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Speak to a member of our Lasting Powers of Attorney Team today,
on 0161 740 4918

Lasting Powers of Attorney

Lasting Powers of Attorney (LPAs) in English law were created under the Mental Capacity Act 2005 and came into effect on 1 October 2007. The LPA replaced the former Enduring Powers of Attorney (EPA) which were narrower in scope.

A Lasting Power of Attorney is a legal document that lets you (the ‘Donor’) appoint people (known as ‘Attorneys’) to make certain decisions on your behalf.

Their purpose is to meet the needs of those who can see a time ahead when they – in the words of the Act, will lack capacity – to look after their own personal and financial affairs. In addition to making a Will, many people draw up an LPA appointing a spouse or a family member to manage their financial affairs for them should they lose physical or mental capacity in the future.

In order to make an LPA, you must be 18 and over and have the mental capacity to understand what the LPA is and what the LPA will do.  You can also subsequently revoke the LPA but only while you have the mentally capacity to do so.

There are 2 types of lasting power of attorney:

  • A health and welfare LPA;

  • A property and financial affairs LPA.

You can choose to make 1 type or both.

1. Health & Welfare LPA

This allows you to choose 1 person or more to make decisions about things like:

  • your daily routine (e.g. eating and what to wear);

  • medical care;

  • moving into a care home; and

  • Life-sustaining treatment.

This type of LPA can only be used when you lack mental capacity to make a welfare or medical decision.

2. Property and financial affairs LPA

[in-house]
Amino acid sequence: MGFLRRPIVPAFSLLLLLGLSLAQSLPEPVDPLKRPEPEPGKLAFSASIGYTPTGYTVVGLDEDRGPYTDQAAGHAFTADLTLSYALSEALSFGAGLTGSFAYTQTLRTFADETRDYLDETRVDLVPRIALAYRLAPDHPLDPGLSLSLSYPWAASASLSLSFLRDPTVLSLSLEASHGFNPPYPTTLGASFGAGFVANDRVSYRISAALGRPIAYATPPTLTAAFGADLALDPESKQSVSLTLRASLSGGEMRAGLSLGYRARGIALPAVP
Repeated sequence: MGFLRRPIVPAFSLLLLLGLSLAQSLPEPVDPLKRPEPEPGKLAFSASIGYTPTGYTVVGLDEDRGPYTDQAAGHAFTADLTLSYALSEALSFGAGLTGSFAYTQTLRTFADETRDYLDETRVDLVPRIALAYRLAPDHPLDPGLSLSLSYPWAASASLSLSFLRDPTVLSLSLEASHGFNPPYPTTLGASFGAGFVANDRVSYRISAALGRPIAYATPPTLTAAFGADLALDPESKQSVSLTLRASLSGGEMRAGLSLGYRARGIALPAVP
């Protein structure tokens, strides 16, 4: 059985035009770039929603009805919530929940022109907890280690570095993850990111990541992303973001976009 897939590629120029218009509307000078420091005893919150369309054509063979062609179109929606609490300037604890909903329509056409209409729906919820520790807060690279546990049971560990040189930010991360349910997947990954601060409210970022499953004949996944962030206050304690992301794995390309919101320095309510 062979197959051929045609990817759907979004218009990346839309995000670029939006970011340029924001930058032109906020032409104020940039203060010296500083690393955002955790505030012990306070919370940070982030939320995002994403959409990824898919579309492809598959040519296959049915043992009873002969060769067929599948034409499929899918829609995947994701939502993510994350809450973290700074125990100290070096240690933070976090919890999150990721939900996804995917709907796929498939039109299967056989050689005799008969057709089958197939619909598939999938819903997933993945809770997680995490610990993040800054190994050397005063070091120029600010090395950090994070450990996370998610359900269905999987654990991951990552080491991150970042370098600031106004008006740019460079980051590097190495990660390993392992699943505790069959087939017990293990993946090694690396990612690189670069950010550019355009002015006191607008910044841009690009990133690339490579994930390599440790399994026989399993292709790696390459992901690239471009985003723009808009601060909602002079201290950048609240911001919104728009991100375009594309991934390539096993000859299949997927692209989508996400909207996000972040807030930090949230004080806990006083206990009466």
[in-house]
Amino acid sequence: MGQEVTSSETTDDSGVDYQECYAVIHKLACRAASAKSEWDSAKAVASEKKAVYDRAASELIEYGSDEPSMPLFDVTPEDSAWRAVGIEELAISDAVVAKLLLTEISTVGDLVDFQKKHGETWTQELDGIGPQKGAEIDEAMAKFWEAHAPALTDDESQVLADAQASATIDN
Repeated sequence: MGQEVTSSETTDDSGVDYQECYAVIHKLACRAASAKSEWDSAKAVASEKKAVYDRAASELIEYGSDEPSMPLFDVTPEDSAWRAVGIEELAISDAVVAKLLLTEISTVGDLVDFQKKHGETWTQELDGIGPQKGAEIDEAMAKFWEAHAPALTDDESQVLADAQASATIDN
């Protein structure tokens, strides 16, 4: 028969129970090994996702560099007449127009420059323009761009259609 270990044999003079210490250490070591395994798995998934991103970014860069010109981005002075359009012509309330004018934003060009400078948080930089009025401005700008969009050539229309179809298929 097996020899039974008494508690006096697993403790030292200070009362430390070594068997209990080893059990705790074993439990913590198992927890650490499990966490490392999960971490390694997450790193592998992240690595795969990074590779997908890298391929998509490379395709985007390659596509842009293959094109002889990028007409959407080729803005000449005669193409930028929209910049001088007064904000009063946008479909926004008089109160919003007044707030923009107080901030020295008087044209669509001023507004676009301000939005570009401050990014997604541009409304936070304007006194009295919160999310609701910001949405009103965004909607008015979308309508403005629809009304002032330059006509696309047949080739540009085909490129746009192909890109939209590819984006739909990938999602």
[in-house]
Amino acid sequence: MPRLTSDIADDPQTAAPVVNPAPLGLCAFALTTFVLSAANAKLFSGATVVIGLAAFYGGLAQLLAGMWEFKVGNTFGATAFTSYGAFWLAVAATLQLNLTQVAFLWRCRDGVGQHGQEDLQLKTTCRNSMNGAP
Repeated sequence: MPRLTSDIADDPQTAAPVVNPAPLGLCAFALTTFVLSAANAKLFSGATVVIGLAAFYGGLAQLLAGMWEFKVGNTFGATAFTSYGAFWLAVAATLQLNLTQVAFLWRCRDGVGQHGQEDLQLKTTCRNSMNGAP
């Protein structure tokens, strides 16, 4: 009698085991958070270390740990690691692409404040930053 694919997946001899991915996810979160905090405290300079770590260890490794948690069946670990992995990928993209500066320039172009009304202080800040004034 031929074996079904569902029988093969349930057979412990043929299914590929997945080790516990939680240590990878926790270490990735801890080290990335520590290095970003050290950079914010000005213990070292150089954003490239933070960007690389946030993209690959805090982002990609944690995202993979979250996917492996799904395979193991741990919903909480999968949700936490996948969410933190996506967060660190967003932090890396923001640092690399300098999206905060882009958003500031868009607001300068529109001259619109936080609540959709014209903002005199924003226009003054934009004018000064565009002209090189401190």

This lets you choose 1 person or more to make decisions about money and property for you, e.g.:

  • paying bills;

  • doing your shopping ;

  • collecting benefits ;

  • selling your home

This type of LPA can be used as soon as it is registered, with your permission, so it can be used both when you have capacity to act, as well as if you lack mental capacity to make a financial decision. 

Your Attorney

A power of attorney is a powerful document and you should take care whom you appoint, as they should be trustworthy and have suitable skills to make the proposed decisions. 

Your attorney must be 18 or over, not have been declared bankrupt and have mental capacity.

You can appoint more than one attorney and decide whether they must act together at all times or whether they can make decisions independently.

You may also choose to appoint a successor to your attorney, in case they die or otherwise cannot act for you.

When can the Attorney act?

The attorney will only be able to act when the LPA has been signed by you and your attorney, certified by an independent third party that you understand the nature and scope of the LPA and have not been unduly pressured into making the power.  The certificate must confirm that no fraud has been used to persuade you to make the power and that there is no other reason to prevent the power from being created. The LPA document must then be registered with the Office of Public Guardian before it can be used. 

An attorney must act in your best interests at all times and encourage you to make decisions for yourself. They are required to account for their dealings and keep your finances separate from their own.

Existing Enduring Powers of Attorney

Any enduring power, validly made before 1st October 2007, will continue to be able to be used but only in respect of your property and affairs.  If you wish to give authority over your health or welfare you will need to make a welfare LPA.

You should always take independent legal advice before signing a Power of Attorney, so speak to one of our Wills, Probate & Estate Administration Team today. Please get in touch on 0161 740 4918, or alternatively, please complete our online enquiry form.

To speak to a member of ourLasting Powers of Attorney Team today, please get in touch on 0161 740 4918, or alternatively, please complete our online enquiry form.

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